It seems like Hollywood has run out of stories to tell with the sheer volume of remakes and reboots they are churning out. In saying that, however you may feel about them, some movies can often benefit from a bit of a make-over, if not an opportunity to reintroduce us to a world of forgotten, classic cinema. Sofia Coppola’s sixth feature length movie is a very creepy re-imagining of Don Siegel’s The Beguiled (1971) starring long time collaborator Clint Eastwood in, reportedly, one of his more hated roles, if not his most dynamic. Before Coppola’s version hits our cinema screens in a couple of days, I took a look at Don Siegel’s original, sexy, psychological thriller.
Set against the backdrop of a war-torn America, a Union soldier, John “McBee” McBurney (Eastwood), finds himself severely injured, behind Confederate lines and at the mercy of an iron-fisted headmistress, Martha Farnsworth (Geraldine Page), and her rag-tag school for girls. I know what you might be thinking, what an opportunity for a young man to be in, and yet, this doesn’t seem to be the case.
A true patriot to the cause of the Confederate Army, Martha fully intends to hand McBee over to them once her ethical duty has been fulfilled and she has nursed him back to health. Knowing that he will be tried and shot for war crimes, McBee is in a race against time to save his own bacon. With no weapon and a busted leg, McBee’s only option is to use the one thing he has left; charm and his chiseled, good-looks.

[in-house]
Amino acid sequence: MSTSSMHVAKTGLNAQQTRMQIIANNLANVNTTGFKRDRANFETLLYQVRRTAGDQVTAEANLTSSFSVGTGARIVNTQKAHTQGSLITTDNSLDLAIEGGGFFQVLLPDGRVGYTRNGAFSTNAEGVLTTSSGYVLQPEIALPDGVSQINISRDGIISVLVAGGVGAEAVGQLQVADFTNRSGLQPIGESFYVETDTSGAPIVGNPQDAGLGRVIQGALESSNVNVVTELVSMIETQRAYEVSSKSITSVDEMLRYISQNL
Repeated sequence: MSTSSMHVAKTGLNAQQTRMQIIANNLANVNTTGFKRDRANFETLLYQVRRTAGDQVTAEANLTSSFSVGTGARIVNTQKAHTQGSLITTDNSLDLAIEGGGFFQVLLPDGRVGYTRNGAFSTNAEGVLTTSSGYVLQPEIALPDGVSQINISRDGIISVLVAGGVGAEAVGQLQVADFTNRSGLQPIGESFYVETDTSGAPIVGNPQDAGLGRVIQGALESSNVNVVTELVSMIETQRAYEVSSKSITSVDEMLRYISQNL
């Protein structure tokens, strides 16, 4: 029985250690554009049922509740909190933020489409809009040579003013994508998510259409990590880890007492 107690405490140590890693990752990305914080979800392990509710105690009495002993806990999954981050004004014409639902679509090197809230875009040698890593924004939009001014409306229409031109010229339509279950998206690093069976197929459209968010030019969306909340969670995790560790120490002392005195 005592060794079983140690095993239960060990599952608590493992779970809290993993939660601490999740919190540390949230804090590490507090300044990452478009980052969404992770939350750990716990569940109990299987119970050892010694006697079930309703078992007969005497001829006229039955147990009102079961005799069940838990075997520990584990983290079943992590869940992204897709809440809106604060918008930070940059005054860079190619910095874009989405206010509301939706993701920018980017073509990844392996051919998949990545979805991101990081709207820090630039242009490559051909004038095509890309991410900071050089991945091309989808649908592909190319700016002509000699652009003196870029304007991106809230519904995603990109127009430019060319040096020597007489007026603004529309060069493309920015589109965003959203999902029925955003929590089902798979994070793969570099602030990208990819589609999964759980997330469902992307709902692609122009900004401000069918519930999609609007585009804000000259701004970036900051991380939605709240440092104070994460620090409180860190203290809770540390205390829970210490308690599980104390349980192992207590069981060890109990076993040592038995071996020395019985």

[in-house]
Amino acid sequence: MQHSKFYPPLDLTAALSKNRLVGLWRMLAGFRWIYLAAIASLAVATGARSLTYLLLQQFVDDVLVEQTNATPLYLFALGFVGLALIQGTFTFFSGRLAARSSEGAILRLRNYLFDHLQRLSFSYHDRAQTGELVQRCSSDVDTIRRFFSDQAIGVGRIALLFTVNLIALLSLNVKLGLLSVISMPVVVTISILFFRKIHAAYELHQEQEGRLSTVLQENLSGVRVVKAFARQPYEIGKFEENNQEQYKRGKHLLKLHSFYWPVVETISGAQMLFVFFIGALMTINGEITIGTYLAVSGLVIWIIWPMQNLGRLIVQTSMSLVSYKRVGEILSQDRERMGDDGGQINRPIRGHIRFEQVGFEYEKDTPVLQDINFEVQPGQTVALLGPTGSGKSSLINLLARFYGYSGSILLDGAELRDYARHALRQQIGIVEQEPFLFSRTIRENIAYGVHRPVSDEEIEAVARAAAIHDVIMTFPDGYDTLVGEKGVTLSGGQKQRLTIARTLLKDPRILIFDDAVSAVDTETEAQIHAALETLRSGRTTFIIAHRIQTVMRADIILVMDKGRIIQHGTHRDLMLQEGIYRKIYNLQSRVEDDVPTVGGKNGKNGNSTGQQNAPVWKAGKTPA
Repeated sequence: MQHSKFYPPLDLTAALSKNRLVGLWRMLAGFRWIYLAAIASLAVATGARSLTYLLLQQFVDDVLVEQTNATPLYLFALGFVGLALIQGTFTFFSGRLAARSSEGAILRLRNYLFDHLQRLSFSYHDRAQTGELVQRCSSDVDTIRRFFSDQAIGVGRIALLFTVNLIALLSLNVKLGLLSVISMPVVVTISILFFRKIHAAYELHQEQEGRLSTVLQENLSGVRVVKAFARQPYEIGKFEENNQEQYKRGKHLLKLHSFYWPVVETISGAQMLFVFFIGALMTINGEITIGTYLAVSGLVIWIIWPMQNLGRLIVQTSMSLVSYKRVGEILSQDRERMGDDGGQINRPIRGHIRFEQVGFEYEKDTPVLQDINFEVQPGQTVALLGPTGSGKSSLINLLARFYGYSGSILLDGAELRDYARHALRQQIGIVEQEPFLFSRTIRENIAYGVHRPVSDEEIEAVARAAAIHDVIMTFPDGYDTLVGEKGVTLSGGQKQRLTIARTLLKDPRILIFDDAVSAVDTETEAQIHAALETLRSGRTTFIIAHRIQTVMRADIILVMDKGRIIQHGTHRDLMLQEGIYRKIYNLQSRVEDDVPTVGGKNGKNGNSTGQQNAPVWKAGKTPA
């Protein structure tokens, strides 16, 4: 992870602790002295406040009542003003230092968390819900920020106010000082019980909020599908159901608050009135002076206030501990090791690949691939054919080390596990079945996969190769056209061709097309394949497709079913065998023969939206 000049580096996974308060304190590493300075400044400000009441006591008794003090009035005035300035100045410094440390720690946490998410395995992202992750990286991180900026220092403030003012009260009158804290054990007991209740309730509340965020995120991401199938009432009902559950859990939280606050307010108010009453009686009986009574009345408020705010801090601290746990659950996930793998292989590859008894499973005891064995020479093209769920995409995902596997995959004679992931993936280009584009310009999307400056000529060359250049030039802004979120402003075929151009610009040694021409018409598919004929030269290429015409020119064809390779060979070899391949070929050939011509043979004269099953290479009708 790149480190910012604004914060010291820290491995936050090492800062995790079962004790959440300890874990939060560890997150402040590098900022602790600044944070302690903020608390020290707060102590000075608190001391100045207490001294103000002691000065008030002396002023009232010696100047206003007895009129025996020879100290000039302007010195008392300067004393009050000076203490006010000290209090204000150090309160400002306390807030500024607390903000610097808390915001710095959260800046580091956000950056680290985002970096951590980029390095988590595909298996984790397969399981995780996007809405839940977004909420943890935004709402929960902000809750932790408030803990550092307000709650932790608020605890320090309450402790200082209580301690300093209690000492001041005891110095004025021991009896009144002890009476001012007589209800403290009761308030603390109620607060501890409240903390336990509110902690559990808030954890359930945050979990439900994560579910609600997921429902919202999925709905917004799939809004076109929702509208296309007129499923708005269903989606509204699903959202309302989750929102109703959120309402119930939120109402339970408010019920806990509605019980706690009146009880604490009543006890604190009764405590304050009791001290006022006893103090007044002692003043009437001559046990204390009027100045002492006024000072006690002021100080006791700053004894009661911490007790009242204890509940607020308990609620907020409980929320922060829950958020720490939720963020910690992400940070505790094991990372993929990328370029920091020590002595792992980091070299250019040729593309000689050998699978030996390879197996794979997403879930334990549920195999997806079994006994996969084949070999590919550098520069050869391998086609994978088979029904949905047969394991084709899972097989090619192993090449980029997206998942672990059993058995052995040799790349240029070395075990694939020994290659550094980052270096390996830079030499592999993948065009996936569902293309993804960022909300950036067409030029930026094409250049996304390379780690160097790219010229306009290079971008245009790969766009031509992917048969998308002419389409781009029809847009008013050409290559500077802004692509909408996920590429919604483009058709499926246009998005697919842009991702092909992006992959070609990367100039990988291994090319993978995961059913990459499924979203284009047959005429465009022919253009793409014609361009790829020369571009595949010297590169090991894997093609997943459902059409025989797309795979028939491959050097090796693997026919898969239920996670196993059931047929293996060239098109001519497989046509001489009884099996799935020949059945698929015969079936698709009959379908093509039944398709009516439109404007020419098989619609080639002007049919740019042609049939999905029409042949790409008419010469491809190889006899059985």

His task seems to be a lot easier than he probably first anticipated as the man-starved conglomerate begin to throw themselves at his feet. From the prudish second in command, Edwina (Elizabeth Hartman) to the promiscuous student, Carol (Jo Ann Harris), McBee has his pick of the litter. Even 12-year-old sweetheart, Amy (Pamelyn Ferdin), has a soft spot for him. However, hell hath no fury like a woman scorned and as McBee meddles with fate, he finds himself in the firing line once again.We’ve come a long way since the 1970’s in regard to the quality of production and acting styles, but taking that into consideration, the story carries itself. Siegel makes the most of Thomas Cullinan’s Gothic material and gives his actors the opportunity to create some great performances. Eastwood shakes off his tough-guy stereotype to play a man who is desperate, vulnerable and has zero accountability.
In the 70’s, you can probably see why an audience would frown on his portrayal of McBee, especially when their gun-toting, action hero becomes the submissive to Page’s Martha, who laps it up as the stern woman in command. But despite the boiling pot of sexual tensions which leads as the focal point of the movie, the true story lies within the power struggle between the sexes. We soon discover that McBee is not a wolf among sheep but, in fact, a cock among the hens. And that’s enough animal analogies for one day.
Seigel uses innocence and wraps it in a fantastically morbid sensibility. A foreboding and allusive message of manipulating sexual repression formulates into miscalculated and unexpected horror. One of the great things about this movie is the extremely clever character shifts and, for a while, you don’t really know who to root for or who is to blame. The Beguiled is still such a great watch from start to finish with some fantastic performances from its cast. Regrettably, it was not one of Seigel and Eastwood’s more popular movies upon its initial release but it certainly stands the test of time.
Sofia Coppola’s THE BEGUILED is out in all good cinemas July 13.